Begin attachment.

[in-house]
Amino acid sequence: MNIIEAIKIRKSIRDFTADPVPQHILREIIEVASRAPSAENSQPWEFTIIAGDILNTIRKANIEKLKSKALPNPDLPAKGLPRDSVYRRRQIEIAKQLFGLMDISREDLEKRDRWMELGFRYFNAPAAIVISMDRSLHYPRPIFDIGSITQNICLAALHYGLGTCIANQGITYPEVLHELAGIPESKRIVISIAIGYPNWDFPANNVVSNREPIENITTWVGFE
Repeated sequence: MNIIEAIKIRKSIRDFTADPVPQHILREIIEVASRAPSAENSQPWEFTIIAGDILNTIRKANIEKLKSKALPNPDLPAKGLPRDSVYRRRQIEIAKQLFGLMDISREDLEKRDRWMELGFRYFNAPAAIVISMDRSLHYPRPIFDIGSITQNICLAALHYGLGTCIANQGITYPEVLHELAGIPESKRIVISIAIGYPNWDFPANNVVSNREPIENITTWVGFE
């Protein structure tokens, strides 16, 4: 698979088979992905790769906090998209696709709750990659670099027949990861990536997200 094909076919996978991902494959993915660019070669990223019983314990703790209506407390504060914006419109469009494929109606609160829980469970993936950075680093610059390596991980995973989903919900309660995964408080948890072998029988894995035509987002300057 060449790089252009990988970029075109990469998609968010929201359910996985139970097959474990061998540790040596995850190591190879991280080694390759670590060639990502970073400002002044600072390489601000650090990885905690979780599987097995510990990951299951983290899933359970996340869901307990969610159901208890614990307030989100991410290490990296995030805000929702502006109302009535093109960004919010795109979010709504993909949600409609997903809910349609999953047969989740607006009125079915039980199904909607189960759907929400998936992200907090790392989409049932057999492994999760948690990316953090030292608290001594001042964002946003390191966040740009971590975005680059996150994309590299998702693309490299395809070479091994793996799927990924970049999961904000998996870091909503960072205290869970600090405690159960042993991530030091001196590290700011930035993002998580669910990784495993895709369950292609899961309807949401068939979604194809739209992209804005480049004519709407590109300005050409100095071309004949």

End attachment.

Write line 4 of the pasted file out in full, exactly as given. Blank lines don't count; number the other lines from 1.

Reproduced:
């Protein structure tokens, strides 16, 4: 698979088979992905790769906090998209696709709750990659670099027949990861990536997200 094909076919996978991902494959993915660019070669990223019983314990703790209506407390504060914006419109469009494929109606609160829980469970993936950075680093610059390596991980995973989903919900309660995964408080948890072998029988894995035509987002300057 060449790089252009990988970029075109990469998609968010929201359910996985139970097959474990061998540790040596995850190591190879991280080694390759670590060639990502970073400002002044600072390489601000650090990885905690979780599987097995510990990951299951983290899933359970996340869901307990969610159901208890614990307030989100991410290490990296995030805000929702502006109302009535093109960004919010795109979010709504993909949600409609997903809910349609999953047969989740607006009125079915039980199904909607189960759907929400998936992200907090790392989409049932057999492994999760948690990316953090030292608290001594001042964002946003390191966040740009971590975005680059996150994309590299998702693309490299395809070479091994793996799927990924970049999961904000998996870091909503960072205290869970600090405690159960042993991530030091001196590290700011930035993002998580669910990784495993895709369950292609899961309807949401068939979604194809739209992209804005480049004519709407590109300005050409100095071309004949």